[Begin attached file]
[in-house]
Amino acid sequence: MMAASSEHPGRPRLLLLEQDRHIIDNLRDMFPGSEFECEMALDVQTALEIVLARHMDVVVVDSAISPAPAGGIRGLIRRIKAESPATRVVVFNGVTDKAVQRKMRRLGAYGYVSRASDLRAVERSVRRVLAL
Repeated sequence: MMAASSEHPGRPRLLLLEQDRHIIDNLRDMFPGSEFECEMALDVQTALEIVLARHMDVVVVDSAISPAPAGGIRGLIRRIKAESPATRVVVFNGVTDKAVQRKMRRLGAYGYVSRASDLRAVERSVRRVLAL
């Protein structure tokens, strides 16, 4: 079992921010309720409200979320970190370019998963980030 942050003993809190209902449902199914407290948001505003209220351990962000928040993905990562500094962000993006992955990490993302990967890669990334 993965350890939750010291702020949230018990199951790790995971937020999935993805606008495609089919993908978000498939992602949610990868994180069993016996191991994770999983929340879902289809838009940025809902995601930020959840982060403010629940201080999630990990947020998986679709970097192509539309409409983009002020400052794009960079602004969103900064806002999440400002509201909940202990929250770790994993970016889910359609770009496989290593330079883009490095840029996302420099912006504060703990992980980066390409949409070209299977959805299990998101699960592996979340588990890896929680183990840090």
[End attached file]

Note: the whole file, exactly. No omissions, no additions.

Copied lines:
[in-house]
Amino acid sequence: MMAASSEHPGRPRLLLLEQDRHIIDNLRDMFPGSEFECEMALDVQTALEIVLARHMDVVVVDSAISPAPAGGIRGLIRRIKAESPATRVVVFNGVTDKAVQRKMRRLGAYGYVSRASDLRAVERSVRRVLAL
Repeated sequence: MMAASSEHPGRPRLLLLEQDRHIIDNLRDMFPGSEFECEMALDVQTALEIVLARHMDVVVVDSAISPAPAGGIRGLIRRIKAESPATRVVVFNGVTDKAVQRKMRRLGAYGYVSRASDLRAVERSVRRVLAL
């Protein structure tokens, strides 16, 4: 079992921010309720409200979320970190370019998963980030 942050003993809190209902449902199914407290948001505003209220351990962000928040993905990562500094962000993006992955990490993302990967890669990334 993965350890939750010291702020949230018990199951790790995971937020999935993805606008495609089919993908978000498939992602949610990868994180069993016996191991994770999983929340879902289809838009940025809902995601930020959840982060403010629940201080999630990990947020998986679709970097192509539309409409983009002020400052794009960079602004969103900064806002999440400002509201909940202990929250770790994993970016889910359609770009496989290593330079883009490095840029996302420099912006504060703990992980980066390409949409070209299977959805299990998101699960592996979340588990890896929680183990840090």